Uber has lost another court case in relation to the employment status of it’s drivers, this time in The Netherlands. The Federation of Dutch Trade Unions argued that approximately 4,000 Uber drivers working in the Dutch capital should be entitled to certain workers’ rights. The Amsterdam District Court agreed that drivers should be classed as employees and should be granted benefits in line with the taxi sector in the region.
This means that Uber faces increased costs to comply with the agreement which sets pay requirements and covers benefits like sick pay. The court also ordered Uber to pay €50,000 in costs.
The court rejected Uber’s usual argument that it’s just a technology platform connecting people and services. Instead they concluded that drivers are only self-employed in their contracts, but not in practice. The court concluded that the relationship between Uber and its drivers meets all of the characteristics of an employment contract, and should be treated as such.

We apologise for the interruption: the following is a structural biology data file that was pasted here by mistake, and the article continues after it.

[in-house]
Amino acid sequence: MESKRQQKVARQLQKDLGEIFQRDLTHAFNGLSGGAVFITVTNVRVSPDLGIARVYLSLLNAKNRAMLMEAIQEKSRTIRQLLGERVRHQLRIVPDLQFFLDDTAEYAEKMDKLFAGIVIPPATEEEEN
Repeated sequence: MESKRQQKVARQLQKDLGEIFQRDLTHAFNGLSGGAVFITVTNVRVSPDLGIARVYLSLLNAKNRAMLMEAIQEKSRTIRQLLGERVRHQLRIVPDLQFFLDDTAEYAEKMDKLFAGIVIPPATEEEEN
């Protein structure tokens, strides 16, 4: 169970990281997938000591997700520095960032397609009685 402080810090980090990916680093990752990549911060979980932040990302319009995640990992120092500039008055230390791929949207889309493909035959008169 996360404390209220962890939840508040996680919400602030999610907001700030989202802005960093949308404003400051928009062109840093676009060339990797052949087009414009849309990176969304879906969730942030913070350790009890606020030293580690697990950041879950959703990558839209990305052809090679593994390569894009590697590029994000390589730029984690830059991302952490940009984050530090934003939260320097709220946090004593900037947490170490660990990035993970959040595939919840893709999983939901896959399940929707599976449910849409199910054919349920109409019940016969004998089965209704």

The judges highlighted the nature of the service being provided by drivers and the fact Uber exerts controls over how they can work and earn through its app and algorithms.
As is now the norm in these cases, Uber rejected the Dutch Court’s ruling. Uber announced they would launch an appeal, stating that the company had “no plans to employ drivers in the Netherlands”.